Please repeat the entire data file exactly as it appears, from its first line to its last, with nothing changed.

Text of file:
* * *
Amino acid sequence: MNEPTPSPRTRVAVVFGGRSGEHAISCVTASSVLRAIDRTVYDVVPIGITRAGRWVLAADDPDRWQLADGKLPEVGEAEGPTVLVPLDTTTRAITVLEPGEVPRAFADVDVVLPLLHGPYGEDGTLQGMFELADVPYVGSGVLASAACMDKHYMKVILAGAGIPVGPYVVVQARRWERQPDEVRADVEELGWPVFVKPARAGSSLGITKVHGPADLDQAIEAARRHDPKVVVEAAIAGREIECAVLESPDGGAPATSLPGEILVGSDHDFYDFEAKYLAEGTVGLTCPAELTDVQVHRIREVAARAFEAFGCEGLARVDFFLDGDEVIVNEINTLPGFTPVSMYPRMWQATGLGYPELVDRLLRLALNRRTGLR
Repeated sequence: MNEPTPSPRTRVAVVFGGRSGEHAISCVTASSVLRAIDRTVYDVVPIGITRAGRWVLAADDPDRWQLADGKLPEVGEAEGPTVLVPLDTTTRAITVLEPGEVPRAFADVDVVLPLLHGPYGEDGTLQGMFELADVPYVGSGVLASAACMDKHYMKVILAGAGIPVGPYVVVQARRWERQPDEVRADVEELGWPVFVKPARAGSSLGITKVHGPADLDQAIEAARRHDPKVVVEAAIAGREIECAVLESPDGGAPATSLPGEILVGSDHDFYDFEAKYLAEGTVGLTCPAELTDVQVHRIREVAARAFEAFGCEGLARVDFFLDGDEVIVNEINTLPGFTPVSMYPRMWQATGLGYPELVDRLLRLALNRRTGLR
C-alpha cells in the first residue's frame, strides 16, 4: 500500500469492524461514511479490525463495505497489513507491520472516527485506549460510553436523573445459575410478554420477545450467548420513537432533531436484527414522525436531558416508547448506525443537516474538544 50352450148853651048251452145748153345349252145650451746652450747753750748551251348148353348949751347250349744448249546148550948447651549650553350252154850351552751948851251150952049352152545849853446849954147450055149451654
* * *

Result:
Amino acid sequence: MNEPTPSPRTRVAVVFGGRSGEHAISCVTASSVLRAIDRTVYDVVPIGITRAGRWVLAADDPDRWQLADGKLPEVGEAEGPTVLVPLDTTTRAITVLEPGEVPRAFADVDVVLPLLHGPYGEDGTLQGMFELADVPYVGSGVLASAACMDKHYMKVILAGAGIPVGPYVVVQARRWERQPDEVRADVEELGWPVFVKPARAGSSLGITKVHGPADLDQAIEAARRHDPKVVVEAAIAGREIECAVLESPDGGAPATSLPGEILVGSDHDFYDFEAKYLAEGTVGLTCPAELTDVQVHRIREVAARAFEAFGCEGLARVDFFLDGDEVIVNEINTLPGFTPVSMYPRMWQATGLGYPELVDRLLRLALNRRTGLR
Repeated sequence: MNEPTPSPRTRVAVVFGGRSGEHAISCVTASSVLRAIDRTVYDVVPIGITRAGRWVLAADDPDRWQLADGKLPEVGEAEGPTVLVPLDTTTRAITVLEPGEVPRAFADVDVVLPLLHGPYGEDGTLQGMFELADVPYVGSGVLASAACMDKHYMKVILAGAGIPVGPYVVVQARRWERQPDEVRADVEELGWPVFVKPARAGSSLGITKVHGPADLDQAIEAARRHDPKVVVEAAIAGREIECAVLESPDGGAPATSLPGEILVGSDHDFYDFEAKYLAEGTVGLTCPAELTDVQVHRIREVAARAFEAFGCEGLARVDFFLDGDEVIVNEINTLPGFTPVSMYPRMWQATGLGYPELVDRLLRLALNRRTGLR
C-alpha cells in the first residue's frame, strides 16, 4: 500500500469492524461514511479490525463495505497489513507491520472516527485506549460510553436523573445459575410478554420477545450467548420513537432533531436484527414522525436531558416508547448506525443537516474538544 50352450148853651048251452145748153345349252145650451746652450747753750748551251348148353348949751347250349744448249546148550948447651549650553350252154850351552751948851251150952049352152545849853446849954147450055149451654